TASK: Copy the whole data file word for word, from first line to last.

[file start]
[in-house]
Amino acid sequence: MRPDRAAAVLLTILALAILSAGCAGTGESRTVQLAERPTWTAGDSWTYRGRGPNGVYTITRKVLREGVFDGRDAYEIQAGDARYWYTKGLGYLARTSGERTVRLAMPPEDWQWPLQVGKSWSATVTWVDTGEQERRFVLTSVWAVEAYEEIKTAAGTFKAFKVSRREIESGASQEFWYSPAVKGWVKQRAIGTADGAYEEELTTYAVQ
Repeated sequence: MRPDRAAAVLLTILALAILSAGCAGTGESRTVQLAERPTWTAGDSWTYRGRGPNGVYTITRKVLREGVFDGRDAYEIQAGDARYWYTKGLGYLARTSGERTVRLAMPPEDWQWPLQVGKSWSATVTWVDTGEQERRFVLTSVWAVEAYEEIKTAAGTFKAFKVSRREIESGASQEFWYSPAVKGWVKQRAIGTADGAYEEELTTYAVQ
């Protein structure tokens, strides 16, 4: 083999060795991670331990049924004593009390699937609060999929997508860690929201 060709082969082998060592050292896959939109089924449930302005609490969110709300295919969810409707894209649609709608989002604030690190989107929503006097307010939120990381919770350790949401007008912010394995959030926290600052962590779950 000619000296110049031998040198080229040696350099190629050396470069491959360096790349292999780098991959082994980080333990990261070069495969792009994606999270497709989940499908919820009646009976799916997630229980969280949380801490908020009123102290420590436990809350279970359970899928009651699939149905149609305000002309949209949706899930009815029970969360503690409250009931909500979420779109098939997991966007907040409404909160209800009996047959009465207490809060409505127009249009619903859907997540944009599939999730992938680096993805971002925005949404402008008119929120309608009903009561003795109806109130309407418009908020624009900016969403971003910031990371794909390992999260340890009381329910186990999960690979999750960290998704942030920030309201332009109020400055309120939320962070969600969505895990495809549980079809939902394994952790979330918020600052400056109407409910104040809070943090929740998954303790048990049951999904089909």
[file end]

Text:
[in-house]
Amino acid sequence: MRPDRAAAVLLTILALAILSAGCAGTGESRTVQLAERPTWTAGDSWTYRGRGPNGVYTITRKVLREGVFDGRDAYEIQAGDARYWYTKGLGYLARTSGERTVRLAMPPEDWQWPLQVGKSWSATVTWVDTGEQERRFVLTSVWAVEAYEEIKTAAGTFKAFKVSRREIESGASQEFWYSPAVKGWVKQRAIGTADGAYEEELTTYAVQ
Repeated sequence: MRPDRAAAVLLTILALAILSAGCAGTGESRTVQLAERPTWTAGDSWTYRGRGPNGVYTITRKVLREGVFDGRDAYEIQAGDARYWYTKGLGYLARTSGERTVRLAMPPEDWQWPLQVGKSWSATVTWVDTGEQERRFVLTSVWAVEAYEEIKTAAGTFKAFKVSRREIESGASQEFWYSPAVKGWVKQRAIGTADGAYEEELTTYAVQ
């Protein structure tokens, strides 16, 4: 083999060795991670331990049924004593009390699937609060999929997508860690929201 060709082969082998060592050292896959939109089924449930302005609490969110709300295919969810409707894209649609709608989002604030690190989107929503006097307010939120990381919770350790949401007008912010394995959030926290600052962590779950 000619000296110049031998040198080229040696350099190629050396470069491959360096790349292999780098991959082994980080333990990261070069495969792009994606999270497709989940499908919820009646009976799916997630229980969280949380801490908020009123102290420590436990809350279970359970899928009651699939149905149609305000002309949209949706899930009815029970969360503690409250009931909500979420779109098939997991966007907040409404909160209800009996047959009465207490809060409505127009249009619903859907997540944009599939999730992938680096993805971002925005949404402008008119929120309608009903009561003795109806109130309407418009908020624009900016969403971003910031990371794909390992999260340890009381329910186990999960690979999750960290998704942030920030309201332009109020400055309120939320962070969600969505895990495809549980079809939902394994952790979330918020600052400056109407409910104040809070943090929740998954303790048990049951999904089909």